The next morning, a friend of mine expressed his dismay over a snafu with an Operation Wealth Creation project upcountry that meant his mother was going to lose an investment worth Ushs100million.

See, the rains have started and she is ready to plant crops but…and as we were chatting I quickly checked to find out whether any Leader has recently given guidance to the Ugandan populace on agriculture, agribusiness, investment or any other ‘developmental’ issue.

Even though just six months ago we were talking about the drought being a national disaster, we are into the wet season and there is no noise being made about growing food crops and other such unimportant matters. We are all about ‘Politics’.

Finding that the Age Limit debate has dominated the conversation, I checked for a copy of the Bill that is causing so much national excitement that we have lost control of our adrenaline and bladders. All the intellectuals out there should surely have dissected it quite considerably left, right and centre?

Like most of you out there, I couldn’t find it, and I am not interested enough to really chase it down because supporting it is the least of my worries and has not been made desirable in any way, while opposing it appears both cliched and just as distasteful in action, as evidenced on Tuesday.

Indeed, today most everything to do with Politics (not Uganda, yet) is as undesirable and distasteful as finding old men engaged in public urination. In terms of Leadership, we are really badly off right now.

uganda: let’s delete the word ‘potential’ from our national dictionary


ON Wednesday morning I jumped out of bed as a rainstorm raged on outside trying to make it difficult for the lazy-minded to leave their beds.
I could have done with a few extra minutes of sleep that morning but the night before I had said something on a radio talk show about how unjustified it was for most of us to sleep at all, given the amount of work we needed to do to develop Uganda.
The thought that someone could call me out for spending longer in bed than I had publicly said was necessary drove me to my desk, so I was watching the storm through the window over the top of my computer as I made my day’s plan, thinking how happy the farming community must be about this weather change.
Only three people these past two weeks have spoken to me about the rains having started: My primary farming advisor (who is also my loving mother) , reminding me to make the necessary adjustments; my regular supplier of tree seedlings (@GreeningUganda), making a pitch for increased sales as per our standing arrangements; and the third, a friend’s highly energetic domestic employee, in a conversation.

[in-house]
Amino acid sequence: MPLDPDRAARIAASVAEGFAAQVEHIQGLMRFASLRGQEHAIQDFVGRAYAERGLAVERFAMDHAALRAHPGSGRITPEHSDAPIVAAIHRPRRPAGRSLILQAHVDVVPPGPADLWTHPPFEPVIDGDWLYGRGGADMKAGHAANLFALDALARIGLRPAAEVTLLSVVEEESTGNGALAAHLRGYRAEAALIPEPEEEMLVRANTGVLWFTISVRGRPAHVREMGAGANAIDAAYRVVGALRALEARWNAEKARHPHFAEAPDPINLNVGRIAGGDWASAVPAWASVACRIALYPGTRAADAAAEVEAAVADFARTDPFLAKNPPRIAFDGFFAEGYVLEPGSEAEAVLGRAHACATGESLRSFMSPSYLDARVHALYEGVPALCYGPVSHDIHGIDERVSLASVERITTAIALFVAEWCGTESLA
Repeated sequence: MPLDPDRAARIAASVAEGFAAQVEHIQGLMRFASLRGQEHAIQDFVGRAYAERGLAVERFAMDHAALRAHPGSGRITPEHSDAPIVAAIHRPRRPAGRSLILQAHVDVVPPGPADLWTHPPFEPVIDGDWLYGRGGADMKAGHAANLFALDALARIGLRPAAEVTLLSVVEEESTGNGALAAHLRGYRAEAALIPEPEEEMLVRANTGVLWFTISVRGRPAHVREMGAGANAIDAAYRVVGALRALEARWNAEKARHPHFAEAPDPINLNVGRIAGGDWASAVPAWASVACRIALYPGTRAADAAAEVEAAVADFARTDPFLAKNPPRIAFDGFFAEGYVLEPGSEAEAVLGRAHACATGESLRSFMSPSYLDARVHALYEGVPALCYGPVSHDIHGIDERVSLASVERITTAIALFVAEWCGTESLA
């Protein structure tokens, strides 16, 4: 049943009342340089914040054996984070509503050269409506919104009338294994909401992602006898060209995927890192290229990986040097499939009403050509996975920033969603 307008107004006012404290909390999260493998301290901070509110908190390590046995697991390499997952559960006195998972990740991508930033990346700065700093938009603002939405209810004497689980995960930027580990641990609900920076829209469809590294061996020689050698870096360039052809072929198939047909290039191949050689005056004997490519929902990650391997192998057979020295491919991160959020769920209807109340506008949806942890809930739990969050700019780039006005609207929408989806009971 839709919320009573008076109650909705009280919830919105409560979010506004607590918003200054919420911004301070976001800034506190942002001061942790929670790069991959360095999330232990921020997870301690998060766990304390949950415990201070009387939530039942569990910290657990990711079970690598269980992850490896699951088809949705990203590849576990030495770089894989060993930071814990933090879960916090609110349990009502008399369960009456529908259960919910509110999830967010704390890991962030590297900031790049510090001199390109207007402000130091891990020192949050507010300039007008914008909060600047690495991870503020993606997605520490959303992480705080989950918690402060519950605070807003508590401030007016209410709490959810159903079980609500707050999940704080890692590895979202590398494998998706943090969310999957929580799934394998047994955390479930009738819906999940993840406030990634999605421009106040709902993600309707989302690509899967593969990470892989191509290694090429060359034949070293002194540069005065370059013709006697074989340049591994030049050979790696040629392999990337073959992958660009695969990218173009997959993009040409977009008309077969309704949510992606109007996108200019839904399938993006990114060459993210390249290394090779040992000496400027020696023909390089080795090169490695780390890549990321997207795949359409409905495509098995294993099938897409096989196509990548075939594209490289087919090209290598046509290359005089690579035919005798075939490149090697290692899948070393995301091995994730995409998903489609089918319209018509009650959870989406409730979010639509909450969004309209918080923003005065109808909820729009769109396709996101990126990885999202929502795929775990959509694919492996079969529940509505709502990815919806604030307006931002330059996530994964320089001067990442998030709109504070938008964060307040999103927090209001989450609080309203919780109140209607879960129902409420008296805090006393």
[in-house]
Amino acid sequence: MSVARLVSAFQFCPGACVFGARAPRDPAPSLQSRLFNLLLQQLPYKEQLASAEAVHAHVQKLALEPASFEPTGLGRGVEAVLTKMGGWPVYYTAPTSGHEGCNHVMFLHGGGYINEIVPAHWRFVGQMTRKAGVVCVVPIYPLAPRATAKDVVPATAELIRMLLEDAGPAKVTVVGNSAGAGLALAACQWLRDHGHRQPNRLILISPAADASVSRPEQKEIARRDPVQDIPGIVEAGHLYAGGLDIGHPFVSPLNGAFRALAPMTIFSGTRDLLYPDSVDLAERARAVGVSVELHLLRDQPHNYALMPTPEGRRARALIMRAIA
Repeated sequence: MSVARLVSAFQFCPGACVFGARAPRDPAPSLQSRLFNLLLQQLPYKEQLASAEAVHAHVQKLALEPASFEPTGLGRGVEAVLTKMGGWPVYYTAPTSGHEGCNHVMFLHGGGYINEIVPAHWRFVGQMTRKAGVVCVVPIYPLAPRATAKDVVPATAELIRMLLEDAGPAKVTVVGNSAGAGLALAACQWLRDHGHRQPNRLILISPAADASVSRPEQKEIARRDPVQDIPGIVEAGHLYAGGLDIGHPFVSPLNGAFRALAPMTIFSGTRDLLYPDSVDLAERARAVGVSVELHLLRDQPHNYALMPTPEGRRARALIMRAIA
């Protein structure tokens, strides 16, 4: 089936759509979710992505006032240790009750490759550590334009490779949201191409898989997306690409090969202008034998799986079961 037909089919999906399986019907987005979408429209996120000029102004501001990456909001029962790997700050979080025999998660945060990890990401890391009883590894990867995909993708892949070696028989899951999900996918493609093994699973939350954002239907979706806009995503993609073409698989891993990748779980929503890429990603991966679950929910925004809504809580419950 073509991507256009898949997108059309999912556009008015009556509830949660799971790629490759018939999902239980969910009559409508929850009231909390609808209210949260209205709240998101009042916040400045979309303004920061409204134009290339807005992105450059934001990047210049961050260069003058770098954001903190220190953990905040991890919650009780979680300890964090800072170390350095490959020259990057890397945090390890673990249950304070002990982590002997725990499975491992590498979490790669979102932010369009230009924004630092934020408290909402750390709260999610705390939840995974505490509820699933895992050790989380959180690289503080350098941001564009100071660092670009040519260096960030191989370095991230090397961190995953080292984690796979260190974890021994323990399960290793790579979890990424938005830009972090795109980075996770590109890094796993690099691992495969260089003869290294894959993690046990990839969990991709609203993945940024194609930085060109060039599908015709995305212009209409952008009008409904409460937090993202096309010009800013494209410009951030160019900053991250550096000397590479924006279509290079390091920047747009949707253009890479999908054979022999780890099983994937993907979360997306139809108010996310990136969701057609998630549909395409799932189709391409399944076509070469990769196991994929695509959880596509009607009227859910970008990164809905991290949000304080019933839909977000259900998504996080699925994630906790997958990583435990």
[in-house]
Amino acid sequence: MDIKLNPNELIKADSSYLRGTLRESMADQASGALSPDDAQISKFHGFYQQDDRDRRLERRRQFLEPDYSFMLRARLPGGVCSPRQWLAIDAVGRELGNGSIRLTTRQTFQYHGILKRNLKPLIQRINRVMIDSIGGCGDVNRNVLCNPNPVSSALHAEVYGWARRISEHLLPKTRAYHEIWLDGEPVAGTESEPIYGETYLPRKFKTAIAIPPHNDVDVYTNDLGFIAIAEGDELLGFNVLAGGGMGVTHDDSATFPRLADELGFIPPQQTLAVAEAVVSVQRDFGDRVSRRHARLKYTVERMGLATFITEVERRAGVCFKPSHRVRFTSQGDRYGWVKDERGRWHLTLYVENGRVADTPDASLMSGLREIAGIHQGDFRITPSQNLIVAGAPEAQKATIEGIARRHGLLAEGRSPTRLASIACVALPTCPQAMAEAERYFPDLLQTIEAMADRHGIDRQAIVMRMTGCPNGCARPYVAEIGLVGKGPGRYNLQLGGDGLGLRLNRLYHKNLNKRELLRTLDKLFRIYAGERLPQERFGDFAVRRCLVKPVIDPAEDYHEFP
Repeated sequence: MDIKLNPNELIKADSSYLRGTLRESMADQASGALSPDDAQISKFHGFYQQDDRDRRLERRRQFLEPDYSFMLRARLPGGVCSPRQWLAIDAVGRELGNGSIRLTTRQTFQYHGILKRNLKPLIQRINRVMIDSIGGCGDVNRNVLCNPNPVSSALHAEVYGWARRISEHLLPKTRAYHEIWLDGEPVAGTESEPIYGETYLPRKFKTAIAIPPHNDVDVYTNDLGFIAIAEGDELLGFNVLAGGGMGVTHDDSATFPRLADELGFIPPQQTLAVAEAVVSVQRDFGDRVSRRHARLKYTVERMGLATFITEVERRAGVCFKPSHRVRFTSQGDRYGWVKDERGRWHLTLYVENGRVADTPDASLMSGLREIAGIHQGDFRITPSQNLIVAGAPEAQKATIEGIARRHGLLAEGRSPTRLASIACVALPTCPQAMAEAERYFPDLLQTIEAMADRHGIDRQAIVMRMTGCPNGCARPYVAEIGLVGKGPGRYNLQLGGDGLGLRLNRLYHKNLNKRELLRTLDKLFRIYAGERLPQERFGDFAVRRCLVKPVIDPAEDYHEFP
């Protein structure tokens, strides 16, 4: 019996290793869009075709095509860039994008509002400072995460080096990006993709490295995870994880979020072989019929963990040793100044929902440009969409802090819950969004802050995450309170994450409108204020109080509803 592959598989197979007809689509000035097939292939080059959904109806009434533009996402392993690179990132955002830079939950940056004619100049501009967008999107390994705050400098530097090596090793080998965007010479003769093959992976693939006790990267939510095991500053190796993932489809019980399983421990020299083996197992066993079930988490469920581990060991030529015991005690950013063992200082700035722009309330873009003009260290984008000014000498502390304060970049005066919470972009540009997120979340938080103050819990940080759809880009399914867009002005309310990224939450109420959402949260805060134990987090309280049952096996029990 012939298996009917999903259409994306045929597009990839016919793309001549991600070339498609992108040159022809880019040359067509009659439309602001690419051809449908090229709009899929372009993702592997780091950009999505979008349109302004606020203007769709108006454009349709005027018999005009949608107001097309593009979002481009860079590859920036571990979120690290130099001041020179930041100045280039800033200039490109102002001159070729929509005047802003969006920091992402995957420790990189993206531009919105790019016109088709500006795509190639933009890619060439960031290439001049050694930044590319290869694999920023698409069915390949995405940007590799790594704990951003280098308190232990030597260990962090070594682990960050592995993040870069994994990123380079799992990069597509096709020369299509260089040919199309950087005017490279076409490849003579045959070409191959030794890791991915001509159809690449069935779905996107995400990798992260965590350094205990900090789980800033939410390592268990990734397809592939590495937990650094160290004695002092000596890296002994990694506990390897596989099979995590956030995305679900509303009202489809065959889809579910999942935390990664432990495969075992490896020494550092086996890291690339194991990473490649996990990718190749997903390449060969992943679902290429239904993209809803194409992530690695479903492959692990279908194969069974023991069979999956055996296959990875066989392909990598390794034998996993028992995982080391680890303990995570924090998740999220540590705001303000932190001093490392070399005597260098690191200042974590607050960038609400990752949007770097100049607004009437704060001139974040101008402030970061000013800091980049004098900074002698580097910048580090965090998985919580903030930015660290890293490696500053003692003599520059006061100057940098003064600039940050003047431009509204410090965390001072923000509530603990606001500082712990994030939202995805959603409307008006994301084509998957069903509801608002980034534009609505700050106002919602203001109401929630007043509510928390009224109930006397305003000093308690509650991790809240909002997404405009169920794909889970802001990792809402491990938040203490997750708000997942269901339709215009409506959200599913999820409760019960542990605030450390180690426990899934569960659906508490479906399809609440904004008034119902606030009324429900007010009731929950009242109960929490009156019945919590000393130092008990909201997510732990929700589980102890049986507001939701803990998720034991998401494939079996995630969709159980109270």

This robust domestic employee, at a lunch party over the weekend, had me helping him move garden furniture because it was threatening to rain. “But are you sure it’s going to rain?” I asked him, to which he responded with a vigorously confident, “The rainy season has started. It will rain.”
The confidence with which he spoke stayed on my mind all through the sumptuous luncheon, and I thought to myself that this domestic worker must have had an agricultural background – like many of us do.
The neat, sprawling gardens in which we lunched were beautiful and vivid in colour and variety, and seeing this domestic employee flit about to and fro in the foreground of the floral compound made me wonder whether, with his knowledge of agriculture and vast amounts of energy, he would be using the rainy season to grow any crops, herbs, or spices for future luncheons to be had.
The potential of it all, I thought to myself, was massive!
Potential.jpg
Immediately, I mentally slapped myself round the back of my head. ‘Potential’. I am a little fed up of that word, in our context.
It means, my dictionary says, “having or showing the capacity to become or develop into something in the future; and latent qualities or abilities that may be developed and lead to future success or usefulness.
 
An hour or so later, I read an article that underscored why I dislike that word so much these days.
 
Uganda has potential to feed 200 million people – US envoy’, read the headline, followed by: “Uganda’s fertile agricultural land produces a wide range of food products and has the potential to feed 200 million people in the region and beyond,” said (Deborah) Malac.
This figure of 200 million was published by the Food and Agricultural Organisation of the United Nations in August this year, and we have had tens of thousands other declarations of ‘Potential’ around Uganda.
We need to delete the word Potential from our national dictionary as soon as possible. If we don’t then we’re going to stay stuck at this Potentiality forever and ever.
Why does it irritate me?
Because we never seem to leave the Potential box and keep making headlines out of it instead of, ‘Uganda land deal boost for Centum’, as reported this week about Kenyan investors Centum buying up 14,000 acres of land in Uganda to grow maize and soya beans.